I grew up in Ireland at a time when Allied Irish Bank was as much a permanent feature of the landscape as government buildings.
The fact that it went broke it is an extraordinary development.
In every town and village there was a branch of AIB.
With relatively few banks to choose from it soon became the bank of choice for millions.
It expanded to Britain, America and Poland, it had a fancy branch on Park Avenue in New York
The idea of it failing was preposterous.
Your bank manager was a big man in town. If he deigned to speak to you you were deeply appreciative.
Now he's about as popular as a sexually transmitted disease
Lenihan minced no words that the bank would fail without the latest bailout when he made it official.
"We wouldn't have had an AIB on Jan. 1 if this injection wasn't made,"he told Irish radio.
The bank was on the verge of failure he said
Lenihan told state broadcaster RTE Radio that a "gradual erosion" of deposits had reached crisis point.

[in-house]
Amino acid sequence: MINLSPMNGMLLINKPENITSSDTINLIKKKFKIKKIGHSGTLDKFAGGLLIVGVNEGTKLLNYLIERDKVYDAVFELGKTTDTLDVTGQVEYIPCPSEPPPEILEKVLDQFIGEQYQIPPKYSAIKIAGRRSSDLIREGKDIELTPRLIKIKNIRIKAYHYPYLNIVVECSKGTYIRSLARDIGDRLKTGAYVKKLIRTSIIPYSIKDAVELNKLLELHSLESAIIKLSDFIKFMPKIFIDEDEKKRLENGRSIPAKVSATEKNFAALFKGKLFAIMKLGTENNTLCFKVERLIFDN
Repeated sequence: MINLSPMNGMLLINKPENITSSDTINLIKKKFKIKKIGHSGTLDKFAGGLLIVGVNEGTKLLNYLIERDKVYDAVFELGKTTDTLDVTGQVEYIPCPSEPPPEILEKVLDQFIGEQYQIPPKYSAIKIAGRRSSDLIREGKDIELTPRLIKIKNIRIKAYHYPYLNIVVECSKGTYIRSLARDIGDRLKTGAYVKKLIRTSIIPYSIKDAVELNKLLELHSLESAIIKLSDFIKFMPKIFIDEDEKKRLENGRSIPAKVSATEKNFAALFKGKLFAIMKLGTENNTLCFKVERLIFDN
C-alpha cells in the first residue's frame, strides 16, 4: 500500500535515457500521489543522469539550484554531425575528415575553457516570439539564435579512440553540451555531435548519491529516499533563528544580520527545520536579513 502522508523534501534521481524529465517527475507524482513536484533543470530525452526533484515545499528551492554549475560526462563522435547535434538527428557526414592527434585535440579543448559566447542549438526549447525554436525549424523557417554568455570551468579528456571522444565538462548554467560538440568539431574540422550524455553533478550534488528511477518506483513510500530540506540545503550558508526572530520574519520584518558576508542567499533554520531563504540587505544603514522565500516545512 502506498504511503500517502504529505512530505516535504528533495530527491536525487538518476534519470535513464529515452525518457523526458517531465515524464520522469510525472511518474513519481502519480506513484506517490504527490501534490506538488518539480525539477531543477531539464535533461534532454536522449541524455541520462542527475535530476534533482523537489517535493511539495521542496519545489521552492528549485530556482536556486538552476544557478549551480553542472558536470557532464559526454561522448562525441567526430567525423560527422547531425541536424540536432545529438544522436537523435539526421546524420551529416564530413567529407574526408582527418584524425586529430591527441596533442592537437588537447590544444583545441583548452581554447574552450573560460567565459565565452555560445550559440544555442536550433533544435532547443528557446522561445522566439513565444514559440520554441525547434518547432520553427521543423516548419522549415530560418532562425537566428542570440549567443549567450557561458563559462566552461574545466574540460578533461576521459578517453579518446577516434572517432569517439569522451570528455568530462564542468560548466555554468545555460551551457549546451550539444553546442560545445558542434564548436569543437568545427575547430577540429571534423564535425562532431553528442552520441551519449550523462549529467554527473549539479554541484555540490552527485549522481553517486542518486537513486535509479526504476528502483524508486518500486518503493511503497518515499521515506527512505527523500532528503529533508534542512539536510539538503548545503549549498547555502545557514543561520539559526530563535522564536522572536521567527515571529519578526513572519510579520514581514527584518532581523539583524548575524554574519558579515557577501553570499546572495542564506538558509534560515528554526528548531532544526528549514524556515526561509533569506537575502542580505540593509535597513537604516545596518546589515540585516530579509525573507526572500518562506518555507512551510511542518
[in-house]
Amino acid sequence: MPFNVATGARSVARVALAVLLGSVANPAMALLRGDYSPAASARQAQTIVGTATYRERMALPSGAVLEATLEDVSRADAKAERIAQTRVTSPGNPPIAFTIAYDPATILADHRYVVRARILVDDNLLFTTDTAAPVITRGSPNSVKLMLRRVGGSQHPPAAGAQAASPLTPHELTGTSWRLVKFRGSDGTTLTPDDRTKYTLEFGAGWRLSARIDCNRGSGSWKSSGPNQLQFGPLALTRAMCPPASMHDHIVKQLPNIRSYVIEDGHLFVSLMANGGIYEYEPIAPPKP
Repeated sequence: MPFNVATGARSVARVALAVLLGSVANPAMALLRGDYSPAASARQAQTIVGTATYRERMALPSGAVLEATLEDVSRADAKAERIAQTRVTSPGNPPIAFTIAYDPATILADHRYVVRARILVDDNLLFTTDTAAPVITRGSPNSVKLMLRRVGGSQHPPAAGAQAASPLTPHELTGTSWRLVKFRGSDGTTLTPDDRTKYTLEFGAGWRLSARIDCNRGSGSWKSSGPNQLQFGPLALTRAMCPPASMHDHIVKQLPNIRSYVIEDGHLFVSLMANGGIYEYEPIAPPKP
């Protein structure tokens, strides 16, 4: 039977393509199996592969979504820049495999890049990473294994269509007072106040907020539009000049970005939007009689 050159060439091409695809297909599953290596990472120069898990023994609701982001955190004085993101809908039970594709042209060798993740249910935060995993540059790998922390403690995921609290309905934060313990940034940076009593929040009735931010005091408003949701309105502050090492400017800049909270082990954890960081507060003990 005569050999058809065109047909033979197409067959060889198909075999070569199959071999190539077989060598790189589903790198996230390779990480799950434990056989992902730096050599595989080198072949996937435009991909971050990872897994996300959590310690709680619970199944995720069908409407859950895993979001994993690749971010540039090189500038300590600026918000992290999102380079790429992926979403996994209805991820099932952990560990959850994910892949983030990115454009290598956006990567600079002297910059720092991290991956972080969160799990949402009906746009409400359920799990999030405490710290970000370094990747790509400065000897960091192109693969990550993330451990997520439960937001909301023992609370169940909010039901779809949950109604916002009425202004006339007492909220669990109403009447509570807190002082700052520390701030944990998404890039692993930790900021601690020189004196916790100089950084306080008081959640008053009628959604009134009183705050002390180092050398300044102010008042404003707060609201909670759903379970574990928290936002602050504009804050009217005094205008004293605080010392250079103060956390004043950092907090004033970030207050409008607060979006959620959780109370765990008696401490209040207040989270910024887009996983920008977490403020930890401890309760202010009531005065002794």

Allied Irish Banks had already got EUR3.5 billion in state aid in 2009.
How did it come to this?
How bad did the management have to be to condemn a bank which had about every second household in Ireland banking with it?
How reckless did they have to be with the bank's money to blow the billions that has now left it broke?
This bank gives drunken sailors a bad name.
Here is what Lenihan said "The markets are not willing to invest in Irish banks. They don't have confidence in them and that's the state the banks brought themselves to. We have to have a banking system in this country and it has to be brought into public ownership."
The stock is now at about 50 cents down $30 dollars a few short years ago. It is expensive at the price. Your golden retriever is worth more than this bank
Opposition spokesman Joan Burton aid it well , "Today's transfer of EUR3.7 billion from the National Pensions Reserve Fund to AIB represents the last act of a disastrous year for the government's banking policy."
Burton said the Fianna Fail-led coalition's policies have failed: "The cost to Irish taxpayers has escalated enormously and bank bailouts now leave a massive legacy of additional debt on the national exchequer which will have to be serviced at huge cost